July 1, 2010


The law governing hardrock mining is going to change, but by how much depends on the November election outcome.

While hotter issues attract most of the attention in the 2010 general election campaigns, the outcome of that election will almost certainly have a significant impact on the future of the hardrock mining industry in the United States.

Bills in both the U.S. House and Senate seek to impose federal royalties and stringent environmental standards on hardrock mining production, which operates with relatively little government regulation. Regardless of November’s outcome, the fact that both political parties and mining groups acknowledge the need for change means the General Mining Act of 1872—passed when many of the states it most influences were still territories— is just a nudge away from obsolescence.

The 1872 law was designed to encourage the exploration and settlement of the West by granting private access to public lands for mining purposes for a nominal upfront fee—between $2.50 and $5 per acre, generally— and no subsequent royalty payments. Minerals and metals covered by the law include zinc, tungsten, copper, fluorspar and magnesium, among others. Minerals that can be used for fuel—coal, oil and gas—were removed from the law in 1920, when royalties were imposed.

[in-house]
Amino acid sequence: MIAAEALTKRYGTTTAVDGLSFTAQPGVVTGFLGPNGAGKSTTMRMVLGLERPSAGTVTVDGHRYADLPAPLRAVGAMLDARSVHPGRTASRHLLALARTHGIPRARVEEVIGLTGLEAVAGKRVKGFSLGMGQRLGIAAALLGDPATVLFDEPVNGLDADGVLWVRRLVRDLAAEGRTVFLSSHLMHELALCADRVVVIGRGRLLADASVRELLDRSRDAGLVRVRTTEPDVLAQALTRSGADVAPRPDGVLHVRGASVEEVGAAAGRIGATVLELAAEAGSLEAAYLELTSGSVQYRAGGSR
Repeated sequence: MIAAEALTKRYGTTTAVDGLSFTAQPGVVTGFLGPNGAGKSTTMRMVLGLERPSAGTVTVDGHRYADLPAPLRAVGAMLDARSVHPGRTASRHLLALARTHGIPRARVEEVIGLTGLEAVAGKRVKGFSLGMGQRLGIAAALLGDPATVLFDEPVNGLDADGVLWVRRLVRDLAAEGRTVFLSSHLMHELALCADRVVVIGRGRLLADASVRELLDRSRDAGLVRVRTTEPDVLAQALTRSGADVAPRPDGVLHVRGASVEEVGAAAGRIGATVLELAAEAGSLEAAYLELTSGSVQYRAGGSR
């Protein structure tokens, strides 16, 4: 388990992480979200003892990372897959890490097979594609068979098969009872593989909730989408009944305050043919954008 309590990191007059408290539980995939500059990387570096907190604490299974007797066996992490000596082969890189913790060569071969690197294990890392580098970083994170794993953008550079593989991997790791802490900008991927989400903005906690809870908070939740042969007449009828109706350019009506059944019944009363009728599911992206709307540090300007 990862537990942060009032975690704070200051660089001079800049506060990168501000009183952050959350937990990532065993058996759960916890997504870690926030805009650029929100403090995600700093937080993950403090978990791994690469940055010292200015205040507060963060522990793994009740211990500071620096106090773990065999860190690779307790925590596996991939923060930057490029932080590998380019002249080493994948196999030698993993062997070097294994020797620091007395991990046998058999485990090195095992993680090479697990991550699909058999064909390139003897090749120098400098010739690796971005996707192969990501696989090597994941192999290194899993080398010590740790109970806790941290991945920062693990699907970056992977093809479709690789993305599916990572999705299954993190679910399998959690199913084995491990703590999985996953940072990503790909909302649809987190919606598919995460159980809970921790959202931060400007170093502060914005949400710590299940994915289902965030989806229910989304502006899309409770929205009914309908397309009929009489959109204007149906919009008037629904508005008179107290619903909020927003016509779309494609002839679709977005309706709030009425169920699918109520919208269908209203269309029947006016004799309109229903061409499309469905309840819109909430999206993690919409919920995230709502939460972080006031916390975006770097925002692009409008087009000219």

“The coal, oil and gas industries have been paying royalties [on production] for decades, anywhere from 8% to 18%, so it’s not as if other industries that take public resources aren’t compensating taxpayers,” says Jane Danowitz, director, U.S. Public Lands, at the Pew Environment Group in Washington, D.C. “Mining stands out as being exempt.”

Mining today is a very different process from the picks and shovels of the 19th century. Mines are much larger projects, covering thousands of acres, and they produce significant tailings that can pollute water and land. Toxic chemicals such as cyanide can be used to leach minerals from rock. The free extraction of minerals from public lands, say environmentalists, has left abandoned and often polluting mines dotting the West. Bringing the mining law into the 21st century would level the playing field for companies that extract minerals, say advocates.

With a staggering national debt, the federal government is also looking for any and all revenue sources. According to Congressional Budget Office estimates, mining companies’ “total income subject to the proposed royalty would average roughly $1 billion a year” from minerals covered by the 1872 law.